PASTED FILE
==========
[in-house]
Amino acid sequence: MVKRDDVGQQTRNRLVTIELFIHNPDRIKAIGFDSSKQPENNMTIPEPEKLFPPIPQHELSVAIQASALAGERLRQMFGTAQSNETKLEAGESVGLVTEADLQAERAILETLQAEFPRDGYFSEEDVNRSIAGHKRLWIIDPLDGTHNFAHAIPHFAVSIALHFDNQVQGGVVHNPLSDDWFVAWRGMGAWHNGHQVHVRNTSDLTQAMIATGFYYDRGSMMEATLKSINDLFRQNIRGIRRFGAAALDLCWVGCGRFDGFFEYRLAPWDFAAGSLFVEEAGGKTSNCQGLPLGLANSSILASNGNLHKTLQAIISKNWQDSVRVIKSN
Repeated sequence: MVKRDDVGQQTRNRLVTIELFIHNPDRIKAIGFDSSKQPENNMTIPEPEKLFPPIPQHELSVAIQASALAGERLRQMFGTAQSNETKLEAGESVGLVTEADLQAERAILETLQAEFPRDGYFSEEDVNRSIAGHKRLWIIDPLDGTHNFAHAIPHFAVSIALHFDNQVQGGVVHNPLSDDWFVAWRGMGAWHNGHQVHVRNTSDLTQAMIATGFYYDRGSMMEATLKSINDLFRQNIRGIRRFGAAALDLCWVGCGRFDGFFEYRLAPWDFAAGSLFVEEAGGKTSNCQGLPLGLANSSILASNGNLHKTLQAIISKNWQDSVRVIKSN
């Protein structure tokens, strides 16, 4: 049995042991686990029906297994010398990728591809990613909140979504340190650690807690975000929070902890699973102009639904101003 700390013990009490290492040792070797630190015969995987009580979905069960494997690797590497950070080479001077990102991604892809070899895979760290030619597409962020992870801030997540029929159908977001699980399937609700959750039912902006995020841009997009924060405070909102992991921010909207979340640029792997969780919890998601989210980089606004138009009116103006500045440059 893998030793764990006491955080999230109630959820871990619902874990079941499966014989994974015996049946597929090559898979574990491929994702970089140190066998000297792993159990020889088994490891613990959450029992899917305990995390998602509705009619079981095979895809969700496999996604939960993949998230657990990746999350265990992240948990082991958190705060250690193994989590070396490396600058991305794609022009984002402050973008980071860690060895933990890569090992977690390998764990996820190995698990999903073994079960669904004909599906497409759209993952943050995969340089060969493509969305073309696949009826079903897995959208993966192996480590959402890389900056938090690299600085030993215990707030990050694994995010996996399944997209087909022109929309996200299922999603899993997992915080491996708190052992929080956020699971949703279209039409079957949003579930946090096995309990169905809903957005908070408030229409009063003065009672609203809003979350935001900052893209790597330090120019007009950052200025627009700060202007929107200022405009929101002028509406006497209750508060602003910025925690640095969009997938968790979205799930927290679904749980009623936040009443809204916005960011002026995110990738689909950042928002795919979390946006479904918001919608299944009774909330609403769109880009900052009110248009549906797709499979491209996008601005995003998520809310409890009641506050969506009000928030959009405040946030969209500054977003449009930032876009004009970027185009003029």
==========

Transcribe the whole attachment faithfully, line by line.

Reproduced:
[in-house]
Amino acid sequence: MVKRDDVGQQTRNRLVTIELFIHNPDRIKAIGFDSSKQPENNMTIPEPEKLFPPIPQHELSVAIQASALAGERLRQMFGTAQSNETKLEAGESVGLVTEADLQAERAILETLQAEFPRDGYFSEEDVNRSIAGHKRLWIIDPLDGTHNFAHAIPHFAVSIALHFDNQVQGGVVHNPLSDDWFVAWRGMGAWHNGHQVHVRNTSDLTQAMIATGFYYDRGSMMEATLKSINDLFRQNIRGIRRFGAAALDLCWVGCGRFDGFFEYRLAPWDFAAGSLFVEEAGGKTSNCQGLPLGLANSSILASNGNLHKTLQAIISKNWQDSVRVIKSN
Repeated sequence: MVKRDDVGQQTRNRLVTIELFIHNPDRIKAIGFDSSKQPENNMTIPEPEKLFPPIPQHELSVAIQASALAGERLRQMFGTAQSNETKLEAGESVGLVTEADLQAERAILETLQAEFPRDGYFSEEDVNRSIAGHKRLWIIDPLDGTHNFAHAIPHFAVSIALHFDNQVQGGVVHNPLSDDWFVAWRGMGAWHNGHQVHVRNTSDLTQAMIATGFYYDRGSMMEATLKSINDLFRQNIRGIRRFGAAALDLCWVGCGRFDGFFEYRLAPWDFAAGSLFVEEAGGKTSNCQGLPLGLANSSILASNGNLHKTLQAIISKNWQDSVRVIKSN
């Protein structure tokens, strides 16, 4: 049995042991686990029906297994010398990728591809990613909140979504340190650690807690975000929070902890699973102009639904101003 700390013990009490290492040792070797630190015969995987009580979905069960494997690797590497950070080479001077990102991604892809070899895979760290030619597409962020992870801030997540029929159908977001699980399937609700959750039912902006995020841009997009924060405070909102992991921010909207979340640029792997969780919890998601989210980089606004138009009116103006500045440059 893998030793764990006491955080999230109630959820871990619902874990079941499966014989994974015996049946597929090559898979574990491929994702970089140190066998000297792993159990020889088994490891613990959450029992899917305990995390998602509705009619079981095979895809969700496999996604939960993949998230657990990746999350265990992240948990082991958190705060250690193994989590070396490396600058991305794609022009984002402050973008980071860690060895933990890569090992977690390998764990996820190995698990999903073994079960669904004909599906497409759209993952943050995969340089060969493509969305073309696949009826079903897995959208993966192996480590959402890389900056938090690299600085030993215990707030990050694994995010996996399944997209087909022109929309996200299922999603899993997992915080491996708190052992929080956020699971949703279209039409079957949003579930946090096995309990169905809903957005908070408030229409009063003065009672609203809003979350935001900052893209790597330090120019007009950052200025627009700060202007929107200022405009929101002028509406006497209750508060602003910025925690640095969009997938968790979205799930927290679904749980009623936040009443809204916005960011002026995110990738689909950042928002795919979390946006479904918001919608299944009774909330609403769109880009900052009110248009549906797709499979491209996008601005995003998520809310409890009641506050969506009000928030959009405040946030969209500054977003449009930032876009004009970027185009003029």